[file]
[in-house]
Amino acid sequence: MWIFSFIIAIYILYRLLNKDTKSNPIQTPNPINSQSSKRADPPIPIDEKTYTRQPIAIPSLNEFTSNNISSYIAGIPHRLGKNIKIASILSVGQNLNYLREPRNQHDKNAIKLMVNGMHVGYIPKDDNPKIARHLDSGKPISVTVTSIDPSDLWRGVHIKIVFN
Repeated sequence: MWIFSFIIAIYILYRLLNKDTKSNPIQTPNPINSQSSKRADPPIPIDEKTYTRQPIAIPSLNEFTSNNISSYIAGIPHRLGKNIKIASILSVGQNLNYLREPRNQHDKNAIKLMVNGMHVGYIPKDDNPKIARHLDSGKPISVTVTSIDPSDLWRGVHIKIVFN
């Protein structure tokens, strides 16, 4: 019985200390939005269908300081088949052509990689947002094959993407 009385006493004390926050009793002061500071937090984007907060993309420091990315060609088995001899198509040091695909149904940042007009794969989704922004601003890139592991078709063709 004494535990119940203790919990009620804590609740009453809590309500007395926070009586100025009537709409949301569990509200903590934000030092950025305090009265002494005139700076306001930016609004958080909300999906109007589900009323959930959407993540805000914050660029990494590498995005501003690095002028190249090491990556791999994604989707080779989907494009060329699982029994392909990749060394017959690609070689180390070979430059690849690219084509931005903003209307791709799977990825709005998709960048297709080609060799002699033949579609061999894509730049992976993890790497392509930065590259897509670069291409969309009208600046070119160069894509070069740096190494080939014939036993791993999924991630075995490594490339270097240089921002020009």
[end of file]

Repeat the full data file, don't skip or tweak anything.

[in-house]
Amino acid sequence: MWIFSFIIAIYILYRLLNKDTKSNPIQTPNPINSQSSKRADPPIPIDEKTYTRQPIAIPSLNEFTSNNISSYIAGIPHRLGKNIKIASILSVGQNLNYLREPRNQHDKNAIKLMVNGMHVGYIPKDDNPKIARHLDSGKPISVTVTSIDPSDLWRGVHIKIVFN
Repeated sequence: MWIFSFIIAIYILYRLLNKDTKSNPIQTPNPINSQSSKRADPPIPIDEKTYTRQPIAIPSLNEFTSNNISSYIAGIPHRLGKNIKIASILSVGQNLNYLREPRNQHDKNAIKLMVNGMHVGYIPKDDNPKIARHLDSGKPISVTVTSIDPSDLWRGVHIKIVFN
């Protein structure tokens, strides 16, 4: 019985200390939005269908300081088949052509990689947002094959993407 009385006493004390926050009793002061500071937090984007907060993309420091990315060609088995001899198509040091695909149904940042007009794969989704922004601003890139592991078709063709 004494535990119940203790919990009620804590609740009453809590309500007395926070009586100025009537709409949301569990509200903590934000030092950025305090009265002494005139700076306001930016609004958080909300999906109007589900009323959930959407993540805000914050660029990494590498995005501003690095002028190249090491990556791999994604989707080779989907494009060329699982029994392909990749060394017959690609070689180390070979430059690849690219084509931005903003209307791709799977990825709005998709960048297709080609060799002699033949579609061999894509730049992976993890790497392509930065590259897509670069291409969309009208600046070119160069894509070069740096190494080939014939036993791993999924991630075995490594490339270097240089921002020009």